Mathematics Stack Exchange is a question and answer site for people studying math at any level and professionals in related fields. Join them; it only takes a minute:

Sign up
Here's how it works:
  1. Anybody can ask a question
  2. Anybody can answer
  3. The best answers are voted up and rise to the top

Preliminaries: Let the matrix norm be $$\sqrt{\sum_{j=1}^n\sum_{i=1}^n a_{ij}^2}=||\mathbf A||.$$

I am trying to prove uniqueness and existence of a second order nonlinear ODE (Ordinary Differential Equation).

So I need to show f a function is continuous and satisfies a Lipschitz condition.

Take for example the second order nonlinear ODE $$x''=-\cos(x).$$ Now simplify to a first order ODE by letting $$x'=y$$ and $$y'=x''=-\cos(x).$$ So how do I set up the matrix $\mathbf A$ is it $$\begin{pmatrix} 0 & 1 \\ -\cos(x) & 0 \end{pmatrix}$$ How do I show the lipschitz condition for this. Do I just take the $${||\mathbf Ax_1 - \mathbf Ax_2 || \over |x_1-x_2|} \le L$$ where L is you Lipschitz constant.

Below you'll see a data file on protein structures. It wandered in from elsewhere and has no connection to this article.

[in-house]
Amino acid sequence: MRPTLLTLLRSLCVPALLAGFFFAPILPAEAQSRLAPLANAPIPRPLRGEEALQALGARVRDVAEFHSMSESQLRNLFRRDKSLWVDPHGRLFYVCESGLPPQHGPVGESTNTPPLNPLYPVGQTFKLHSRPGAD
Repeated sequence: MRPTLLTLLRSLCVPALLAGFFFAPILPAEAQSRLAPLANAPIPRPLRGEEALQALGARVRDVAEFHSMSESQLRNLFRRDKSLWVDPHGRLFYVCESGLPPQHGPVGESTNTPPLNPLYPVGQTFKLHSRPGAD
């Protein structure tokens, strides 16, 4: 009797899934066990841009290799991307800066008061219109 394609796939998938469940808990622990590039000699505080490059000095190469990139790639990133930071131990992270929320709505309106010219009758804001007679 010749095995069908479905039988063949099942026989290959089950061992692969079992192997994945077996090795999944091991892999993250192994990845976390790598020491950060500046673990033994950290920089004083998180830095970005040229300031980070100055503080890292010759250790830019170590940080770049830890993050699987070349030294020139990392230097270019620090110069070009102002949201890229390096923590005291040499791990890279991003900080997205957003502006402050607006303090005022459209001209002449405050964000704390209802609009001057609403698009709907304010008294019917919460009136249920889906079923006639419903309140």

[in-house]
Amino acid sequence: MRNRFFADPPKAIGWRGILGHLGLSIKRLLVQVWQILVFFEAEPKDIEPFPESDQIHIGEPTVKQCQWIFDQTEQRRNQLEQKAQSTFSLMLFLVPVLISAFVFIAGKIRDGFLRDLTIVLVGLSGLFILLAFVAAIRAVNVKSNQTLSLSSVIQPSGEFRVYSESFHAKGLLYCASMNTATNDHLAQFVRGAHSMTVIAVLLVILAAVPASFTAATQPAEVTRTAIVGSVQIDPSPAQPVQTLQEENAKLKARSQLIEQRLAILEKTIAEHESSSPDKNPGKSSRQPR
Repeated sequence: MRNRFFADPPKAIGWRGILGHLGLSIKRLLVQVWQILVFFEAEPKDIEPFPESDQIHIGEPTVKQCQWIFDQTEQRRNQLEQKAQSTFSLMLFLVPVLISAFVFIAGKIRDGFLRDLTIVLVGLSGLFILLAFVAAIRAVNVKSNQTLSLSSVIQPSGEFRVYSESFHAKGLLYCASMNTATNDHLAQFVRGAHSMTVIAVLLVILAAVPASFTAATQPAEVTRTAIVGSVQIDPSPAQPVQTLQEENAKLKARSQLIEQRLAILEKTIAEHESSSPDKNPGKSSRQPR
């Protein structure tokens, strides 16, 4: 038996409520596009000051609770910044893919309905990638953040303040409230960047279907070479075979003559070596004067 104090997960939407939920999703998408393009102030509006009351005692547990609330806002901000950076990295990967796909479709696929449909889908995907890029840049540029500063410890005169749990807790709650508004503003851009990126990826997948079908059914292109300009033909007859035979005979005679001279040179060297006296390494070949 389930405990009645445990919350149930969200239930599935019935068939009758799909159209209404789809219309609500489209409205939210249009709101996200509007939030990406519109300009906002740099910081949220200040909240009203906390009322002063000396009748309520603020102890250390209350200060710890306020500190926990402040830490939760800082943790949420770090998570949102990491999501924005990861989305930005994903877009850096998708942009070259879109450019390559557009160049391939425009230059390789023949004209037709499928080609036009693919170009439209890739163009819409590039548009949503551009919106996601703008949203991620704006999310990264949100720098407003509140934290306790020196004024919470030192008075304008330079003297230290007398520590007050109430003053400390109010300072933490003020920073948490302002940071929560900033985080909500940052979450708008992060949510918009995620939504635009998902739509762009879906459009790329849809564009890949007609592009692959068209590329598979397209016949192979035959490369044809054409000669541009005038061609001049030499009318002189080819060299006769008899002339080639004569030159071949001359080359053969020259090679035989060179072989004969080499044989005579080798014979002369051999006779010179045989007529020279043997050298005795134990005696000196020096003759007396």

share|cite|improve this question

There is no matrix $A$ here, since the equation is nonlinear. Matrices help to represent linear equations. The system can be written as $\dot{\vec{x}}=F(\vec x)$ where $F(x_1,x_2)=(x_2,-\cos x_1)$. (By the way, you should use \cos rather than cos, for better typography).

The Lipschitz condition for $F$ can be checked one component at a time: a vector- valued function is Lipschitz if and only if every component is a Lipschitz function. The only question here is whether $\cos x$ is a Lipschitz function of $x$. And the answer is yes, because it is differentiable with bounded derivative. Any such function is Lipschitz, thanks to the Mean Value Theorem.

share|cite|improve this answer

Your Answer


By posting your answer, you agree to the privacy policy and terms of service.

Not the answer you're looking for? Browse other questions tagged or ask your own question.